Sunday, November 17, 2013

Thoughts from the Frontline - The Unintended Consequences of ZIRP

Thoughts from the Frontline
The Unintended Consequences of ZIRP
By John Mauldin | Nov 17, 2013

Yellen's coronation was this week. Art Cashin mused that it was a wonder some senator did not bring her a corsage: it was that type of confirmation hearing. There were a few interesting questions and answers, but by and large we heard what we already knew. And what we know is that monetary policy is going to be aggressively biased to the easy side for years, or at least that is the current plan. Far more revealing than the testimony we heard on Thursday were the two very important papers that were released last week by the two most senior and respected Federal Reserve staff economists. As Jan Hatzius at Goldman Sachs reasoned, it is not credible to believe that these papers and the thinking that went into them were not broadly approved by both Ben Bernanke and Janet Yellen.

Essentially the papers make an intellectual and theoretical case for an extended period of very low interest rates and, in combination with other papers from both inside and outside the Fed from heavyweight economists, make a strong case for beginning to taper sooner rather than later, but for accompanying that tapering with a commitment to an even more protracted period of ZIRP (zero interest rate policy). In this week's letter we are going analyze these papers, as they are critical to understanding the future direction of Federal Reserve policy. Secondly, we'll look at what I think may be some of the unintended consequences of long-term ZIRP.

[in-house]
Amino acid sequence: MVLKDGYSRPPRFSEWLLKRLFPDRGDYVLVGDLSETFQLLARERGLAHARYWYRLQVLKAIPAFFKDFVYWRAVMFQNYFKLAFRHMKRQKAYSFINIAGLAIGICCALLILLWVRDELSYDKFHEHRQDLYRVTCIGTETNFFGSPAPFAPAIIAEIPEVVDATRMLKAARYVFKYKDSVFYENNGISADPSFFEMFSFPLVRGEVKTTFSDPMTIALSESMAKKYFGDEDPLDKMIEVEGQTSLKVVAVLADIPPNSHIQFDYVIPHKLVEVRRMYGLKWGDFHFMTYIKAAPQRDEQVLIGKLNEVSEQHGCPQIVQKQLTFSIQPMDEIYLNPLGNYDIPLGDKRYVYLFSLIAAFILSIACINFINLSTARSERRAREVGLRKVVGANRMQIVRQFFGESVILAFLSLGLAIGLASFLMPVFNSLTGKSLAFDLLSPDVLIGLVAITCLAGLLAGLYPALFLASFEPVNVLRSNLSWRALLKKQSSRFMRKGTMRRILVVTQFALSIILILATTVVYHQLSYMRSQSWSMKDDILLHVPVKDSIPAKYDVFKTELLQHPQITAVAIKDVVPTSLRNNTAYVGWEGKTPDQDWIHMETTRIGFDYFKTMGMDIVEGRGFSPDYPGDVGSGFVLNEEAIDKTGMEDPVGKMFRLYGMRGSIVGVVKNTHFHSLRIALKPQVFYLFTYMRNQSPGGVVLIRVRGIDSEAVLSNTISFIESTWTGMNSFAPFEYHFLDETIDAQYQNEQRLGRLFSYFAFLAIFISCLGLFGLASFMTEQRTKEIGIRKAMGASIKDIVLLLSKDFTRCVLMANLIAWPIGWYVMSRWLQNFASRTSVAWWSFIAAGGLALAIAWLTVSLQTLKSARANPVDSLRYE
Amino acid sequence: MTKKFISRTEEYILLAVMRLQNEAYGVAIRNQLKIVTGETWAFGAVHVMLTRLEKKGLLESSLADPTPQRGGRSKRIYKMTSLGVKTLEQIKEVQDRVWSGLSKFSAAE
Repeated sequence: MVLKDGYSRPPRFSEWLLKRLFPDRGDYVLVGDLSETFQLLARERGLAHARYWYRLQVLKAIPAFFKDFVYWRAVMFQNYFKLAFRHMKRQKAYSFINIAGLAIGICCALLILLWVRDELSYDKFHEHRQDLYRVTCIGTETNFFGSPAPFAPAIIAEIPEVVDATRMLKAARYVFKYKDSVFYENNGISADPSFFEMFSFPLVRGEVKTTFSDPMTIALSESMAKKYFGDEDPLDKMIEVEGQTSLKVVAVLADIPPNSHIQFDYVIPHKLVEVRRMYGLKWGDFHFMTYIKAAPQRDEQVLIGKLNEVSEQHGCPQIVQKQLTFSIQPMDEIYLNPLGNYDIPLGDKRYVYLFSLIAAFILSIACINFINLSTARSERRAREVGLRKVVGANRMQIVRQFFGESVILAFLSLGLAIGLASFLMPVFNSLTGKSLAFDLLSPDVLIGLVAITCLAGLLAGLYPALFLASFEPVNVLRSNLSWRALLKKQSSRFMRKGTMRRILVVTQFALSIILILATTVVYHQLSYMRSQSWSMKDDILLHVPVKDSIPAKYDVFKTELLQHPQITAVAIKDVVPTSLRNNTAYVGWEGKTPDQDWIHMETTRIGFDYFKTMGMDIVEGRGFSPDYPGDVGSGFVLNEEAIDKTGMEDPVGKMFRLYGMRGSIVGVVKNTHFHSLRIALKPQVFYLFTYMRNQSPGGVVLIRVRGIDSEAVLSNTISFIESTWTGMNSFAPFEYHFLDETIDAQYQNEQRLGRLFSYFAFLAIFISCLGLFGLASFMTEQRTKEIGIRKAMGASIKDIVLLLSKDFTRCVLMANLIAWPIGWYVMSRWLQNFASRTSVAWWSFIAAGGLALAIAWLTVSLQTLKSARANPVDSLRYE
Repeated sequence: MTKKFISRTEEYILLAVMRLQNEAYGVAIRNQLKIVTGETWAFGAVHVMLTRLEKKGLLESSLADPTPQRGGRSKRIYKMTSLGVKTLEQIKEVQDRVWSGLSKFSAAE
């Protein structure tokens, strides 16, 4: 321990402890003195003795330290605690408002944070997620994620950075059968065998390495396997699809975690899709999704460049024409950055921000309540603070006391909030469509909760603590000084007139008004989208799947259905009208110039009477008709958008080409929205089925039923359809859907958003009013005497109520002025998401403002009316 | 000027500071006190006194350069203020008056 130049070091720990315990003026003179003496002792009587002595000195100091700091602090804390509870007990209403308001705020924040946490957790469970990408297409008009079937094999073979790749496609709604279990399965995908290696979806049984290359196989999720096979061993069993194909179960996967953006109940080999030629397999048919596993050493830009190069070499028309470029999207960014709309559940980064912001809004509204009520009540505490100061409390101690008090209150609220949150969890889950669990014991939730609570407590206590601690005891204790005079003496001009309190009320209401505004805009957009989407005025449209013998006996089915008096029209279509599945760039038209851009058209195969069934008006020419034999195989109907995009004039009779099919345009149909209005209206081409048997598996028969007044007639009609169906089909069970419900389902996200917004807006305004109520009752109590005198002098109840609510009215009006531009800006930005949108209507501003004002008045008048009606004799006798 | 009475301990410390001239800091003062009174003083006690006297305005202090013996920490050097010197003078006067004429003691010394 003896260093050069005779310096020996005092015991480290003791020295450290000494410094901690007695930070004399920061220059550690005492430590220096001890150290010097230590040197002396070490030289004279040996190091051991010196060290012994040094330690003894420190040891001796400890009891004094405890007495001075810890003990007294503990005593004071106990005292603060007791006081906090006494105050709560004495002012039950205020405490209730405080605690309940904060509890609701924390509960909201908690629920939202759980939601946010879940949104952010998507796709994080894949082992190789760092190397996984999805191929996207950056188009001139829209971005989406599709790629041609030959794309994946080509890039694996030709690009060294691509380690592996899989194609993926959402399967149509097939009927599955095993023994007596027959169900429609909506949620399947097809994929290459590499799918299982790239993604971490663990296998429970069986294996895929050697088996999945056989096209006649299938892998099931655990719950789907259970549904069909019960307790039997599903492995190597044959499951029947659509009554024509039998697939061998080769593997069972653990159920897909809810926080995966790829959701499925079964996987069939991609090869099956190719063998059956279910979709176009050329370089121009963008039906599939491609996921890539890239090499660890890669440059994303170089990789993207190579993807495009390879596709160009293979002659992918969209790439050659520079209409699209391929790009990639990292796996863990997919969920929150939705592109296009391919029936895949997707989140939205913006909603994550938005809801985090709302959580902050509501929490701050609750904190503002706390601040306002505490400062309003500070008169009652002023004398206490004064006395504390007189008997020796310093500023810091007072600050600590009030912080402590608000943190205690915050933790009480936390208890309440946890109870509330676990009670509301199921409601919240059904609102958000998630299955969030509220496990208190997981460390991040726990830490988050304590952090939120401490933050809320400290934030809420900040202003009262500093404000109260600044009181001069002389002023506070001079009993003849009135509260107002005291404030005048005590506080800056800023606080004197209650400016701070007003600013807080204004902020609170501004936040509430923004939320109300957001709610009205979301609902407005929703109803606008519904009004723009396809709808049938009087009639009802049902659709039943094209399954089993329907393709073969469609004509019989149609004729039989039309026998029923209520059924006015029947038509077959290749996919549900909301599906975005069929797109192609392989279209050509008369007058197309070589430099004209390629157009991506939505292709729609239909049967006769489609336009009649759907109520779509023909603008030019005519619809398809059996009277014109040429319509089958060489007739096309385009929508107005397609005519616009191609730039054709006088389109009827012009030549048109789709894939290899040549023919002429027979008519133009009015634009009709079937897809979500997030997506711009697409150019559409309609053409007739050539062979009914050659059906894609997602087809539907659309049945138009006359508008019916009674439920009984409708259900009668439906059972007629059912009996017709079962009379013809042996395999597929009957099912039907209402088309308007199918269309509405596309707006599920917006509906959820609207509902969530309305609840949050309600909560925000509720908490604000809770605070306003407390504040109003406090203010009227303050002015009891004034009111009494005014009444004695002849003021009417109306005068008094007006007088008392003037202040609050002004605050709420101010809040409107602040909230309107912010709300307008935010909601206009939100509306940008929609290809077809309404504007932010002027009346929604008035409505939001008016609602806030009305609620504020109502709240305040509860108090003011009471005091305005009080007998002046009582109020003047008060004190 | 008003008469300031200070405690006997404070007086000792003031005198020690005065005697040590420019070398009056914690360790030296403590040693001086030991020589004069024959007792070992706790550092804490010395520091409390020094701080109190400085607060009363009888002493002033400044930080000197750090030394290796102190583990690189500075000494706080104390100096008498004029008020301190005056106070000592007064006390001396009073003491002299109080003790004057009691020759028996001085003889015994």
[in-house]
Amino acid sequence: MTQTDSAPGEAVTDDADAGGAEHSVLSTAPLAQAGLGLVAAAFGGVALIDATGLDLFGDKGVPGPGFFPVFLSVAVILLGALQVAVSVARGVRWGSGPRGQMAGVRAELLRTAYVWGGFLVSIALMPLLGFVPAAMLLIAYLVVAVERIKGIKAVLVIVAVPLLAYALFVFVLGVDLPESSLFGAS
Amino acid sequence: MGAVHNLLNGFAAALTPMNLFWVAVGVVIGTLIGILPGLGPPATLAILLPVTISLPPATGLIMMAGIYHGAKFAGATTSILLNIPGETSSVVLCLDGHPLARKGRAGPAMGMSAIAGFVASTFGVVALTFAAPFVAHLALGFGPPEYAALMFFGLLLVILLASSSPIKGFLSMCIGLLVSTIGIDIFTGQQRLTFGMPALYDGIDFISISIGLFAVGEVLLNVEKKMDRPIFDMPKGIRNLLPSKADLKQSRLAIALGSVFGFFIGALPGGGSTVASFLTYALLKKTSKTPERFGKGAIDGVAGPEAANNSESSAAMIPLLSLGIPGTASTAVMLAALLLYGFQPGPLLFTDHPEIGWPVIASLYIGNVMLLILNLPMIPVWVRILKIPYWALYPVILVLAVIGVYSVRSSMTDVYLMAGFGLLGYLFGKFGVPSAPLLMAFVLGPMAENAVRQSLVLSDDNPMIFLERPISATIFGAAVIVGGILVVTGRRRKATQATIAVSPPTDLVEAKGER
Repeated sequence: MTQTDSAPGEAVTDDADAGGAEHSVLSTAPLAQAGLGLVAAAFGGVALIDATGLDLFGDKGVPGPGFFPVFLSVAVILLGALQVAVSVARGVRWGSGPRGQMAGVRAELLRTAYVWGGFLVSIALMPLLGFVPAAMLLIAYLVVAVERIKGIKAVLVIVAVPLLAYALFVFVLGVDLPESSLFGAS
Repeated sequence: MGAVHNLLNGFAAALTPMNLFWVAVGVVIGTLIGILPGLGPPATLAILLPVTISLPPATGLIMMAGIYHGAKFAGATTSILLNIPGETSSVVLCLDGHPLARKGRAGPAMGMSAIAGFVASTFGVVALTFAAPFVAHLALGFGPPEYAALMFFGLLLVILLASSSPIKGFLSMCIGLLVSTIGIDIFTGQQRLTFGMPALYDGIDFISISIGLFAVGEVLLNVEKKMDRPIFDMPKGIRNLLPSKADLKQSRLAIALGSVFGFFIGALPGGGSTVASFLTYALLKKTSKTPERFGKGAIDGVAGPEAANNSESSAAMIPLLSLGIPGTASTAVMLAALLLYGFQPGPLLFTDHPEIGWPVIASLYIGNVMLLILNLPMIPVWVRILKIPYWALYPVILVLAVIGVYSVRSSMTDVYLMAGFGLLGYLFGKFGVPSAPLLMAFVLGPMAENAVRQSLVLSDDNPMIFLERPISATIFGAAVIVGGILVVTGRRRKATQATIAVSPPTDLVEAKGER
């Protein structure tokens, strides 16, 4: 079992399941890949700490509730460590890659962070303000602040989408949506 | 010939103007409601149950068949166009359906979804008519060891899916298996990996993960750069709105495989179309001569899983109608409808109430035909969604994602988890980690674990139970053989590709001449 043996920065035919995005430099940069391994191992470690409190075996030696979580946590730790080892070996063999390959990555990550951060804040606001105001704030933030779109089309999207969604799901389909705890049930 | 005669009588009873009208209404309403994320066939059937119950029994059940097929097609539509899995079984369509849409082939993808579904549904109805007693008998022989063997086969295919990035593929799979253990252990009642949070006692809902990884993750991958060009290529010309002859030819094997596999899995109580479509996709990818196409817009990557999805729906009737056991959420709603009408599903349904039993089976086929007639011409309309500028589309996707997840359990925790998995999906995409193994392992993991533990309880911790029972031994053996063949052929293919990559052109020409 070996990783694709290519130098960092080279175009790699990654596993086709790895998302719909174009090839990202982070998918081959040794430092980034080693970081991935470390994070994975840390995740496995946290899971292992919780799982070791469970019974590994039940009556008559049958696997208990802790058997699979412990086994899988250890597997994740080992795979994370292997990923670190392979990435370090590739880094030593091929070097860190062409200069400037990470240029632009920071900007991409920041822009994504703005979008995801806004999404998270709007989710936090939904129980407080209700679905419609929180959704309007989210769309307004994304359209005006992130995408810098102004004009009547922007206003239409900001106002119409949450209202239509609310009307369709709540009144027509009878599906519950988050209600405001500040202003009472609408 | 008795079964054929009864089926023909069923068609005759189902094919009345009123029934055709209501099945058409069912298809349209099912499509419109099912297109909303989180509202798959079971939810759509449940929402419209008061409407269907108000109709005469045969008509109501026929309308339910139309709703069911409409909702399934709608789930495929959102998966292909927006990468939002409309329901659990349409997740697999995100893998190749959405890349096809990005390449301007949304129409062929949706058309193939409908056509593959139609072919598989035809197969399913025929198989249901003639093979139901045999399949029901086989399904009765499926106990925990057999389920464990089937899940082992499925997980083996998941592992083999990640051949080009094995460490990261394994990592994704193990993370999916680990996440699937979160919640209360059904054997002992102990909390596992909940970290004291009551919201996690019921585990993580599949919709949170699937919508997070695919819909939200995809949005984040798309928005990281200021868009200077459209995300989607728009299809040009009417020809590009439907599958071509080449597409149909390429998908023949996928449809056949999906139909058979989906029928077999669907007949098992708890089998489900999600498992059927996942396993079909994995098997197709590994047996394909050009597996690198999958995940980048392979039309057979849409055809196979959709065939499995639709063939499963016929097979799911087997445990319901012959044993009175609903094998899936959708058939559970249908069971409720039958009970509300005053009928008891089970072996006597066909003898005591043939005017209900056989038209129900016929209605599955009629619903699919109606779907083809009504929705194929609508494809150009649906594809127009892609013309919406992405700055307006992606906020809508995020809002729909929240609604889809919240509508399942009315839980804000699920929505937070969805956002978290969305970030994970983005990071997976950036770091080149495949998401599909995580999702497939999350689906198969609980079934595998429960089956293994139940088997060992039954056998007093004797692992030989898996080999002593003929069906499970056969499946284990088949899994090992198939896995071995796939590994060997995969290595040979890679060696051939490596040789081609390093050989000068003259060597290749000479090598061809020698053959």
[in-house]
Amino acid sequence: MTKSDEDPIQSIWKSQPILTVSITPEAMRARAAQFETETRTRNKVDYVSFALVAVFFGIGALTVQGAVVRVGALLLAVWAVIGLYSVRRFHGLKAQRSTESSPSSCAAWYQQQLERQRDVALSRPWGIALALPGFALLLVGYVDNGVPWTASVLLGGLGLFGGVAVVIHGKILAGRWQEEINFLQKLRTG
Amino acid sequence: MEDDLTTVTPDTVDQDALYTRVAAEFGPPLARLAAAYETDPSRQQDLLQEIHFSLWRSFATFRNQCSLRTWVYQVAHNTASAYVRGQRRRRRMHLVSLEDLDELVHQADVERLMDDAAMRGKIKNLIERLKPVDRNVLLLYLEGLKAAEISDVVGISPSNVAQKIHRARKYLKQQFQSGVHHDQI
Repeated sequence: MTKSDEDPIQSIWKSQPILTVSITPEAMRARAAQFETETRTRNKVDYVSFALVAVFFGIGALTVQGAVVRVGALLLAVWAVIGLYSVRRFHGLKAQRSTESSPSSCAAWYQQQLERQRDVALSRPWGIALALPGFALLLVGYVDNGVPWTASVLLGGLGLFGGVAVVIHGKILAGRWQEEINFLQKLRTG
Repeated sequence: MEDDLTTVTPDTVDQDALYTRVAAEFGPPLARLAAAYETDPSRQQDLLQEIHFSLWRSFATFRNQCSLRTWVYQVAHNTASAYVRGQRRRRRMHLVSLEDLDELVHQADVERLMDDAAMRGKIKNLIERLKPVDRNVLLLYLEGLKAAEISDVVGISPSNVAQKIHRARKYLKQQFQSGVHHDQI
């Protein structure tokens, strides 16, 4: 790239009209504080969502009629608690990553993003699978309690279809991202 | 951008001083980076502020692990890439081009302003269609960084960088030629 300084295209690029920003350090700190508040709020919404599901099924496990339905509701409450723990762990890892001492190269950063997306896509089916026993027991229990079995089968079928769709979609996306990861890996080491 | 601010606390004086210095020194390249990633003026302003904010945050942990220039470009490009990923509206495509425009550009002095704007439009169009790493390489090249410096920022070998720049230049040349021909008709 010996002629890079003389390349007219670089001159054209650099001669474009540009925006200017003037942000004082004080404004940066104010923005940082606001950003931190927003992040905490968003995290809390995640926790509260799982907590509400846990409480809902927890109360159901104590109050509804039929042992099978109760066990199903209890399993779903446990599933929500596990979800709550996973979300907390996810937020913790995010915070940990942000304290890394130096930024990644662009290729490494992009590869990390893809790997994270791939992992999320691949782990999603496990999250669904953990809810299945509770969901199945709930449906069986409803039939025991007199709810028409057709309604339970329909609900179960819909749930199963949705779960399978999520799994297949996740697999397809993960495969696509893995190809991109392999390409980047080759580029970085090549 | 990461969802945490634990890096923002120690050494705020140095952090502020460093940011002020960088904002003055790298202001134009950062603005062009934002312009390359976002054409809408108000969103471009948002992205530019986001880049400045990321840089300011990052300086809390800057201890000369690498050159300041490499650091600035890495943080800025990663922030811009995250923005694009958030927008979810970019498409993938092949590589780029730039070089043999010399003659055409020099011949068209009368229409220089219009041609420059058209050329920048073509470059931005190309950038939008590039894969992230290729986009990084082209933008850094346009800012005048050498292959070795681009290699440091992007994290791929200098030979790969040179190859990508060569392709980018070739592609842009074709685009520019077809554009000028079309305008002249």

We are going to start with an analysis by Gavyn Davies of the Financial Times. He writes on macroeconomics and is one of the more of the astute observers I read. I commend his work to you. Today, rather than summarize his analysis, I feel it is more appropriate to simply quote parts of it. (I will intersperse comments, unindented.) The entire piece can be found here.

While the markets have become obsessively focused on the date at which the Fed will start to taper its asset purchases, the Fed itself, in the shape of its senior economics staff, has been thinking deeply about what the stance of monetary policy should be after tapering has ended. This is reflected in two papers to be presented to the annual IMF research conference this week by William English and David Wilcox, who have been described as two of the most important macro-economists working for the FOMC at present. At the very least, these papers warn us what the FOMC will be hearing from their staff economists in forthcoming meetings.